5. Beware of your partner’s credit history

If you’re setting up home with someone else, it’s not unusual to take out joint financial products. Applying for a joint bank account, mortgage or loan means that you’ll be financially linked. If your partner has a poor credit history, it could affect your own chances of getting credit in the future. If this is the case, it’s best to keep your finances separate.

And having separate finances can make things easier if you split up. If you have joint finances together and decide to call it a day, you’ll need to contact the credit reference agencies and ask for a letter of disassociation. This will stop your ex’s credit history affecting yours in the future. You’ll need to close any joint bank accounts or pay off any joint loans before you can do this though.

6. Use a credit-building credit card

If you’re concerned about having a poor credit history, think about applying for a credit-building credit card. If you’re accepted, you might be able to improve your score and potentially unlock better deals in the future. That’s because you’ll have a chance to prove that you’re able to make all your repayments on time and can manage your lines of credit.

With this type of card, you can expect any initial credit limit that you’re offered to be fairly low and interest rates to be high. So, before you apply, it’s crucial that you work out a budget to ensure you’re able to pay off more than the minimum amount each month. Setting up a direct debit is one way to help you do this.

Find out more about how credit building cards can help you build up your credit rating.

7. Consider getting a pre-paid card instead of a credit card

Applying for a credit building pre-paid card is an alternative to getting a credit card. Pre-paid cards allow you to load cash on to them to spend in any way you choose. They can also be a useful alternative to carrying cash.

8. Cancel any unused accounts and cards

Cancel any credit cards or store cards that you no longer use, as lenders keep a sharp eye on the amount of available credit you have access to. This also goes for bank accounts you haven’t got around to closing or old mobile phone contracts that remain open.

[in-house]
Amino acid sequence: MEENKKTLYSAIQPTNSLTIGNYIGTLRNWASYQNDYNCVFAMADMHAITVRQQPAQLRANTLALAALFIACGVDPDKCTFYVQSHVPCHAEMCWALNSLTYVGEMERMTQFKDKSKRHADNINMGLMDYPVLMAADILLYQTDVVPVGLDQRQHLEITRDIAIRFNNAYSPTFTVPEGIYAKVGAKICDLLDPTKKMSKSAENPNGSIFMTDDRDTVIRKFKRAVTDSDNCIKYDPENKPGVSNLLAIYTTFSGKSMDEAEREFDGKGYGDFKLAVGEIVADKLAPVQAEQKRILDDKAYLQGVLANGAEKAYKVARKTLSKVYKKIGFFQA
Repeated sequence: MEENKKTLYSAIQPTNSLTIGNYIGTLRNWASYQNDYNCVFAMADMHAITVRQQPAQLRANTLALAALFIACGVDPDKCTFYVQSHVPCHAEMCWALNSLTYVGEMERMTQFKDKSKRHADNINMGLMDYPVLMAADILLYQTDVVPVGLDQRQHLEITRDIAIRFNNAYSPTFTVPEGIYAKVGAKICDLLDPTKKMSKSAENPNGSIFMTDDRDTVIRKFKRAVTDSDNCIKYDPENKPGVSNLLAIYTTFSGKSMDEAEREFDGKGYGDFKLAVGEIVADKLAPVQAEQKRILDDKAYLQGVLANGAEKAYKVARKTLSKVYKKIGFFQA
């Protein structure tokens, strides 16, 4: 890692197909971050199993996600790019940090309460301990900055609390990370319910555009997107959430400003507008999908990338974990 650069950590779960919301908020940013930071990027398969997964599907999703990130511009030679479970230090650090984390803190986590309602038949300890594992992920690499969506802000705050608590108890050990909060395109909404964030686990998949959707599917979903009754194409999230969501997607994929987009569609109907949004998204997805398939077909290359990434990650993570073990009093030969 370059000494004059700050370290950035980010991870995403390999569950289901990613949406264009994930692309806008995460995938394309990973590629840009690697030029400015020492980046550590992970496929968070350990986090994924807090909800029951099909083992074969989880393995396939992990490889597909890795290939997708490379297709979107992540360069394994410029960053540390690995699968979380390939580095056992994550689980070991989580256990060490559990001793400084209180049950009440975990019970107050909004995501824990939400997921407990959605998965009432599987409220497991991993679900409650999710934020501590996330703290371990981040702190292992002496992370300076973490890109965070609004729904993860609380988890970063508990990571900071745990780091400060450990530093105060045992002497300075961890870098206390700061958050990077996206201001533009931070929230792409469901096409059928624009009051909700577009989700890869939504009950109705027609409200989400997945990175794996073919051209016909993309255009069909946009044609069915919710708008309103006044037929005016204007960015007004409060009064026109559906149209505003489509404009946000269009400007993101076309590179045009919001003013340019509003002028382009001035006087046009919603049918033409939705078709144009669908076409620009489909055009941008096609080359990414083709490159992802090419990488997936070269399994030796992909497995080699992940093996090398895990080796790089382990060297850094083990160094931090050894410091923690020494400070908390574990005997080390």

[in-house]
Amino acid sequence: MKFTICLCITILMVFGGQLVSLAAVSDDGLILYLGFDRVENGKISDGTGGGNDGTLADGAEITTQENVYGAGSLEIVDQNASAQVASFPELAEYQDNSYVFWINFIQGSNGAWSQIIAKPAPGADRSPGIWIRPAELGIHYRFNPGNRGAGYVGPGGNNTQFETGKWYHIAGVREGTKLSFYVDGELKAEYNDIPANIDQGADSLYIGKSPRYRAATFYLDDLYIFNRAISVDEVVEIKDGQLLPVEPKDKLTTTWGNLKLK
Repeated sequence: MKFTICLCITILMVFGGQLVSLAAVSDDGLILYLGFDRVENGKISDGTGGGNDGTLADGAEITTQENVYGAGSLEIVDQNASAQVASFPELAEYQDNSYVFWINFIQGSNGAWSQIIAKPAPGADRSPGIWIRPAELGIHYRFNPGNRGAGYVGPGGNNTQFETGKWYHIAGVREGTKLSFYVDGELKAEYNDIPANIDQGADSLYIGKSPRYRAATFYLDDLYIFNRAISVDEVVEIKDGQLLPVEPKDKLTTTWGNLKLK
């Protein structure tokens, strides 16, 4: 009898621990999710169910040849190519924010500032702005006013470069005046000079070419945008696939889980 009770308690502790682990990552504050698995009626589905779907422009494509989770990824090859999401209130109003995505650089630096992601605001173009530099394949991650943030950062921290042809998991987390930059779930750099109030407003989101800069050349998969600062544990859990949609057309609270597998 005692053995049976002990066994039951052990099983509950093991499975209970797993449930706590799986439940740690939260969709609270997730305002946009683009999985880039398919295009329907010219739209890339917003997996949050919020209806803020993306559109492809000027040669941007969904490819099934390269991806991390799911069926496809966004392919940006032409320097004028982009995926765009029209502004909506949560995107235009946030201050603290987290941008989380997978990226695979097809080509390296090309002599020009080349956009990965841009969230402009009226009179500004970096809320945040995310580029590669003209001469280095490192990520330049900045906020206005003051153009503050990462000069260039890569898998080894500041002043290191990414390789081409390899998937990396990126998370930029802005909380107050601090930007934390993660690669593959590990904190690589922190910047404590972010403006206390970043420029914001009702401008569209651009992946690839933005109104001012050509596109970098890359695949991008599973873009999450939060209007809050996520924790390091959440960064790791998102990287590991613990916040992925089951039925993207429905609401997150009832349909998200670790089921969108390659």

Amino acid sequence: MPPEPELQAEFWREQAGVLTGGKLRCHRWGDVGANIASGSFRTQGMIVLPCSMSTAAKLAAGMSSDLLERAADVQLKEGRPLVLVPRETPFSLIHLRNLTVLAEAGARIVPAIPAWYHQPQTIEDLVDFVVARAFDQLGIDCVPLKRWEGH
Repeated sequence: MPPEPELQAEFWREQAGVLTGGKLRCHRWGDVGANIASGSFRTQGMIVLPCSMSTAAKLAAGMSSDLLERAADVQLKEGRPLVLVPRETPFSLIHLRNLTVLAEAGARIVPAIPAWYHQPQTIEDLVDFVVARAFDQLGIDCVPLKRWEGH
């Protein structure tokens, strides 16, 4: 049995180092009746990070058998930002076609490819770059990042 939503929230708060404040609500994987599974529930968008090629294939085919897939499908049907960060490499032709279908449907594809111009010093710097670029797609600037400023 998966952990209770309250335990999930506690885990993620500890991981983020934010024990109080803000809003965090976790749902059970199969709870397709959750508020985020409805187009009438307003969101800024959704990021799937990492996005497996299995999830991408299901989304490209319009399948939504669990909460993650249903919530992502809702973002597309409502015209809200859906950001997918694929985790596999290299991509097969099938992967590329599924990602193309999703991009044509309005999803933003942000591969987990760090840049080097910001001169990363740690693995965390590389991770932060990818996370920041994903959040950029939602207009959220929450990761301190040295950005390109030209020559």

9. Avoid using your credit card to withdraw cash

Using a credit card to withdraw cash from an ATM can be very expensive. You’ll be hit with high fees and interest, especially if you take out money using your credit card abroad. It can also be a red flag for lenders who may think you’re having trouble managing your finances.

10. Use a soft search eligibility checker

Every time you make a credit application, a hard search will be marked on your credit report. If you’re rejected or make too many applications, it can damage your credit score.

Before you apply for credit, use a soft search eligibility checker to find out how likely you are to be accepted. A soft search of your credit report can only be seen by you, not the lender. It won’t affect your credit score in any way.

11. Don’t keep applying

If your application has been rejected, don’t keep applying elsewhere. Every time you apply for credit, it leaves a footprint on your credit file. Too many applications over a short period of time makes it look like you’re struggling financially and are desperate for money. It could make lenders think you’re a credit risk.

12. Pay insurance premiums upfront, if possible

If you choose to pay for your car or home insurance in monthly instalments, a hard search will usually be done beforehand. It could also end up costing you more in interest charges over the course of a year. If possible, pay upfront to avoid any hard searches being marked on your credit file.

13. Only borrow what you can afford to pay back

Getting into deep debt is never a good thing. Struggling to make repayments could eventually lead to a County Court Judgment (CCJ), Individual Voluntary Agreement (IVA) or even bankruptcy. These can stay on your credit file for up to six years and can have a massive impact on your credit score for years to come. Only borrow what you can afford to pay back. At the very least, make sure you’re able to pay the minimum monthly repayments.

How long does it take to improve my credit score?

Once you’re using credit responsibly, it can take up to six months for your score to improve. That’s because it takes time for credit agencies to ensure they have the most relevant information about how you’re currently using credit.

Just be aware that opening a new current account or getting a credit card could lower your score for a while.